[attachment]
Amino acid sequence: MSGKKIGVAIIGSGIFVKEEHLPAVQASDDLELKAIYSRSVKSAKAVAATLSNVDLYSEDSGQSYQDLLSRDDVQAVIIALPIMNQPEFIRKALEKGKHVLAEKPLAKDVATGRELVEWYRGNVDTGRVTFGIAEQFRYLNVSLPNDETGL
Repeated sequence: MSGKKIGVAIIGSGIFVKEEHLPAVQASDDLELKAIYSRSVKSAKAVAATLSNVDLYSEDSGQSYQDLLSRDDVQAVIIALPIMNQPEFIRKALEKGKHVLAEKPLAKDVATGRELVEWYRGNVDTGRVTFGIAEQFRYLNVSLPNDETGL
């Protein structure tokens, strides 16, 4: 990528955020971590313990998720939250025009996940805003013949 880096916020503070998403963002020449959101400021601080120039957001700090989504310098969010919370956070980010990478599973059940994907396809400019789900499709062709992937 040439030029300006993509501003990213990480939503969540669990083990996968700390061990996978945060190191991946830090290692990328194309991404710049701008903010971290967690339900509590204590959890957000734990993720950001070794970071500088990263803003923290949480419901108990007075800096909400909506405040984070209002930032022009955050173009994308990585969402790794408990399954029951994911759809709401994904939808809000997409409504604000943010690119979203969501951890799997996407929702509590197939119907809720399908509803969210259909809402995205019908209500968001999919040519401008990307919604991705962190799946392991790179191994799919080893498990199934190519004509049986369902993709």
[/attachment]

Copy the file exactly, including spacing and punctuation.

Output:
Amino acid sequence: MSGKKIGVAIIGSGIFVKEEHLPAVQASDDLELKAIYSRSVKSAKAVAATLSNVDLYSEDSGQSYQDLLSRDDVQAVIIALPIMNQPEFIRKALEKGKHVLAEKPLAKDVATGRELVEWYRGNVDTGRVTFGIAEQFRYLNVSLPNDETGL
Repeated sequence: MSGKKIGVAIIGSGIFVKEEHLPAVQASDDLELKAIYSRSVKSAKAVAATLSNVDLYSEDSGQSYQDLLSRDDVQAVIIALPIMNQPEFIRKALEKGKHVLAEKPLAKDVATGRELVEWYRGNVDTGRVTFGIAEQFRYLNVSLPNDETGL
């Protein structure tokens, strides 16, 4: 990528955020971590313990998720939250025009996940805003013949 880096916020503070998403963002020449959101400021601080120039957001700090989504310098969010919370956070980010990478599973059940994907396809400019789900499709062709992937 040439030029300006993509501003990213990480939503969540669990083990996968700390061990996978945060190191991946830090290692990328194309991404710049701008903010971290967690339900509590204590959890957000734990993720950001070794970071500088990263803003923290949480419901108990007075800096909400909506405040984070209002930032022009955050173009994308990585969402790794408990399954029951994911759809709401994904939808809000997409409504604000943010690119979203969501951890799997996407929702509590197939119907809720399908509803969210259909809402995205019908209500968001999919040519401008990307919604991705962190799946392991790179191994799919080893498990199934190519004509049986369902993709």